Buck v. Hampton Tp. School Dist.

Decision Date30 June 2006
Docket NumberNo. 05-2373.,05-2373.
PartiesKathleen BUCK, Appellant v. The HAMPTON TOWNSHIP SCHOOL DISTRICT; Lawrence C. Korchnak, Dr.
CourtU.S. Court of Appeals — Third Circuit

Steven D. Irwin, David V. Weicht [Argued], Leech, Tishman, Fuscaldo & Lampl, Pittsburgh, PA, for Appellant.

Susan T. Roberts, Frank G. Adams [Argued], Peacock, Keller & Ecker, Washington, PA, for Appellees.

Before RENDELL, VAN ANTWERPEN and WEIS, Circuit Judges.


RENDELL, Circuit Judge.

This case requires us to address, for the first time, the circumstances under which a plaintiff's employment discrimination claims should be dismissed for failure to properly verify a charge before the Equal Employment Opportunity Commission. We read Title VII and its accompanying regulations to require a plaintiff to verify her charge before an employer receives notice of, or is required to respond to, the charge. However, we conclude that the verification requirement is not jurisdictional, and, where, as here, the employer responds to the merits of the charge without raising the plaintiff's failure to verify her charge before the EEOC, it has waived its right to assert that defense in later federal court proceedings. We will accordingly reverse the District Court's order dismissing plaintiff's claims.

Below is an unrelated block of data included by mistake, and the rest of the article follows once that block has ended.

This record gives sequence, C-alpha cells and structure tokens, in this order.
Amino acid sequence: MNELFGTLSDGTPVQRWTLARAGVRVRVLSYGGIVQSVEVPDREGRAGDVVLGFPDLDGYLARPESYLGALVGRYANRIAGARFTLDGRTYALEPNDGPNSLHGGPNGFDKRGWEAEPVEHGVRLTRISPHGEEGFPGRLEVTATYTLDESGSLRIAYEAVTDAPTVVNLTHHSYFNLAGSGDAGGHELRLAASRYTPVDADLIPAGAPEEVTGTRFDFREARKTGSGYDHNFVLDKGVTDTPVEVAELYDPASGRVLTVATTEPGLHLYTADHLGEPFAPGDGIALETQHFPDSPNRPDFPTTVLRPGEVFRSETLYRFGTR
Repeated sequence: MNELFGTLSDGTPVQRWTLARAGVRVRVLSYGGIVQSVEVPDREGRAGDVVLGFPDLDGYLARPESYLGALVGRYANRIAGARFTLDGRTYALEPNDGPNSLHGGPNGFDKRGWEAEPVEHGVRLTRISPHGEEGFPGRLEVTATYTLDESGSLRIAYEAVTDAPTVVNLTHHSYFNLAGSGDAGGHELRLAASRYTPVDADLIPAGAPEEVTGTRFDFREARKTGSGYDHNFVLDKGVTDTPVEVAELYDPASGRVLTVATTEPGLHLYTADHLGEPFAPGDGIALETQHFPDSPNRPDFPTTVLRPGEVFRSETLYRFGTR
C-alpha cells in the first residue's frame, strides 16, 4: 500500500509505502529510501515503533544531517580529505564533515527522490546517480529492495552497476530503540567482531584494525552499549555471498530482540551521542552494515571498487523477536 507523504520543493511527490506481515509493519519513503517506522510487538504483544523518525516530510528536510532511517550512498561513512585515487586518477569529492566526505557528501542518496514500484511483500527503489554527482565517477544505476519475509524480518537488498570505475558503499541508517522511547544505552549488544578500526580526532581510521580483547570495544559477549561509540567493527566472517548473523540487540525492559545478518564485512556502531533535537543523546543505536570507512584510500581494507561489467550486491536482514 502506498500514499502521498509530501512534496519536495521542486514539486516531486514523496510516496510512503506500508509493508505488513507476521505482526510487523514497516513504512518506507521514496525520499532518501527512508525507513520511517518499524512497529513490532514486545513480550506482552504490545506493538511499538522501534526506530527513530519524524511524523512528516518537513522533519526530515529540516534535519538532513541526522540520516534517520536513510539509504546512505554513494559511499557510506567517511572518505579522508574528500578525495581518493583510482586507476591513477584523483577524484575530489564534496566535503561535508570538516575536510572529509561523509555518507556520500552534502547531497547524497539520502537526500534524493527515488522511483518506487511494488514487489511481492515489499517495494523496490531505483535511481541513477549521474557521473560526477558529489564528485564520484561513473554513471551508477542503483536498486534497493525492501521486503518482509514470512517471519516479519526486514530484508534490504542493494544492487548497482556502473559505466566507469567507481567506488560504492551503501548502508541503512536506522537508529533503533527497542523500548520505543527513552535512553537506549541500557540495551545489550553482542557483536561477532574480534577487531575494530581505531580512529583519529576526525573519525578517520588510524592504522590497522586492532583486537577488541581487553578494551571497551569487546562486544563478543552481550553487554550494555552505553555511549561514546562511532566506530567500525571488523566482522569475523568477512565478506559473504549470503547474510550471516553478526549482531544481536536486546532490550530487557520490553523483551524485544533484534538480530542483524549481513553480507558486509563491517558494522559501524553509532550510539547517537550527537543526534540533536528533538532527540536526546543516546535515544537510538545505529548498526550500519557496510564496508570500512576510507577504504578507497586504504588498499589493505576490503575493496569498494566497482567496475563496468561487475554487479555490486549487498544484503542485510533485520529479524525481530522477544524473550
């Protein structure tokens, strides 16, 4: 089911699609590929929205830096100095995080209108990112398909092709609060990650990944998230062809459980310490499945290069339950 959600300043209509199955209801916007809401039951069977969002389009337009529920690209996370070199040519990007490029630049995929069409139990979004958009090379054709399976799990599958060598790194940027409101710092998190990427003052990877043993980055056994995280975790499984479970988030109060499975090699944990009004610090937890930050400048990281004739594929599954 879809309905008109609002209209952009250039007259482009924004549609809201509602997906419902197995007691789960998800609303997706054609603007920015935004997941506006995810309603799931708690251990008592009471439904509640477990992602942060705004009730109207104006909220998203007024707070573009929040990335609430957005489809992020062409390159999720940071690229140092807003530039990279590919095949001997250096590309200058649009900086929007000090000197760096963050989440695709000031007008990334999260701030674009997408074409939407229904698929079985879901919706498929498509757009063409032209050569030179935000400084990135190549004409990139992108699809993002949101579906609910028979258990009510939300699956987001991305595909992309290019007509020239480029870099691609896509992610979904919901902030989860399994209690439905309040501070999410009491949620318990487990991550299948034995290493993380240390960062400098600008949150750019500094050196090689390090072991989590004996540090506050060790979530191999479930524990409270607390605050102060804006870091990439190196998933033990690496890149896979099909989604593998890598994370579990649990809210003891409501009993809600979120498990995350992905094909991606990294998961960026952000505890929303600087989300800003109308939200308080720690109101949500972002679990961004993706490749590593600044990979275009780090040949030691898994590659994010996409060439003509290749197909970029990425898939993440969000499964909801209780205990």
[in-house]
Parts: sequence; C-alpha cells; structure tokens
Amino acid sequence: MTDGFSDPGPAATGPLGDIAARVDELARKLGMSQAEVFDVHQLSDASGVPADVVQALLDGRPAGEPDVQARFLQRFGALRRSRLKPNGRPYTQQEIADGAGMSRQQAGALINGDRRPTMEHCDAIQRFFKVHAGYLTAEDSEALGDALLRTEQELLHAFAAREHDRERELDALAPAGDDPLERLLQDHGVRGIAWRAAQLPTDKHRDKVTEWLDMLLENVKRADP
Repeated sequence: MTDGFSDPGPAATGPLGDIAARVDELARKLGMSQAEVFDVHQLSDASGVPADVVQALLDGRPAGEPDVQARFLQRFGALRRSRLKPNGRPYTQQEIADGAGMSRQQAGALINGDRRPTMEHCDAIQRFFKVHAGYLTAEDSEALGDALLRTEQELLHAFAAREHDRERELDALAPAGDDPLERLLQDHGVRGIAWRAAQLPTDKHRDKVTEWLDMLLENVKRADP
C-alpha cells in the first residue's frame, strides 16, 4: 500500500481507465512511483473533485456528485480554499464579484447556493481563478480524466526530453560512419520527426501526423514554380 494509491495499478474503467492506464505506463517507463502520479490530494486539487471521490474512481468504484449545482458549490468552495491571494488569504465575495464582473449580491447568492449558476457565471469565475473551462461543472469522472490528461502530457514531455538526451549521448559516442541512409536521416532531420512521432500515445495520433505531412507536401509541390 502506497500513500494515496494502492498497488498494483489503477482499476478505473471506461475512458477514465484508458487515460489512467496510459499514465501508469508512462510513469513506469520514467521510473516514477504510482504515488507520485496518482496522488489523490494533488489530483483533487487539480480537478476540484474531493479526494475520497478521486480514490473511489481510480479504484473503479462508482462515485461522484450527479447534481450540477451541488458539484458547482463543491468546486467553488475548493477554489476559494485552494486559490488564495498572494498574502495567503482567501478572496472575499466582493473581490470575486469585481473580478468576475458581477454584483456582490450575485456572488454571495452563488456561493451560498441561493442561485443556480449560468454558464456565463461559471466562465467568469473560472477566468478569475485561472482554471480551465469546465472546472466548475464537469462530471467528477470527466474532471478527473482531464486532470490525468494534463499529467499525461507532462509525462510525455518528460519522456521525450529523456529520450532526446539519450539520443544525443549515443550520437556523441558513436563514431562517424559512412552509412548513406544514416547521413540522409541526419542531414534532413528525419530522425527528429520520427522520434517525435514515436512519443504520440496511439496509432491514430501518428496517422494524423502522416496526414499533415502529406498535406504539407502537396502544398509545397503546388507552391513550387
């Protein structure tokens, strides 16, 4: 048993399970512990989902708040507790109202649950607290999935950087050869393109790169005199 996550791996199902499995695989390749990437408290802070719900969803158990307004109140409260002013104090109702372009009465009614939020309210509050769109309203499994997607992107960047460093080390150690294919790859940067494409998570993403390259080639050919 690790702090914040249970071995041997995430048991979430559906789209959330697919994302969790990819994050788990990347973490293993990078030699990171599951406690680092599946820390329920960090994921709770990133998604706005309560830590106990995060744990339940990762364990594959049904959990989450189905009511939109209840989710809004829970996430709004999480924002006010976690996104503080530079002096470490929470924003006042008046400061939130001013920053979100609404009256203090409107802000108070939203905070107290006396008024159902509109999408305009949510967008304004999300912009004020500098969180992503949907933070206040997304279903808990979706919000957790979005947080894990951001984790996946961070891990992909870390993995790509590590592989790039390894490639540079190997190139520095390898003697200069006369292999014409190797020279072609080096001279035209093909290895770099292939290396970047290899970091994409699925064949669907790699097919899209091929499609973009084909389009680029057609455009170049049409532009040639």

Plaintiff Kathleen Buck worked as a secretary to the Superintendent of the Hampton School District from 1993 until October 23, 2002.1 From 1993 until 2000, the Superintendent was Dr. Kenneth Scholtz, with whom Buck enjoyed a good working relationship. During Scholtz's tenure, Buck often received verbal and financial commendations for her job performance.

Buck was diagnosed with, and began treatment for, major depression in 1997. Her psychiatrist sent a letter to the School District informing it that she needed to take a one-month leave to seek treatment for her condition. Thereafter, Scholtz and Dr. Lawrence Korchnak, who became Superintendent of the School District in 2000, regularly granted Buck leave from work to attend doctor's appointments. Thus, the School District and Korchnak were aware of Buck's condition.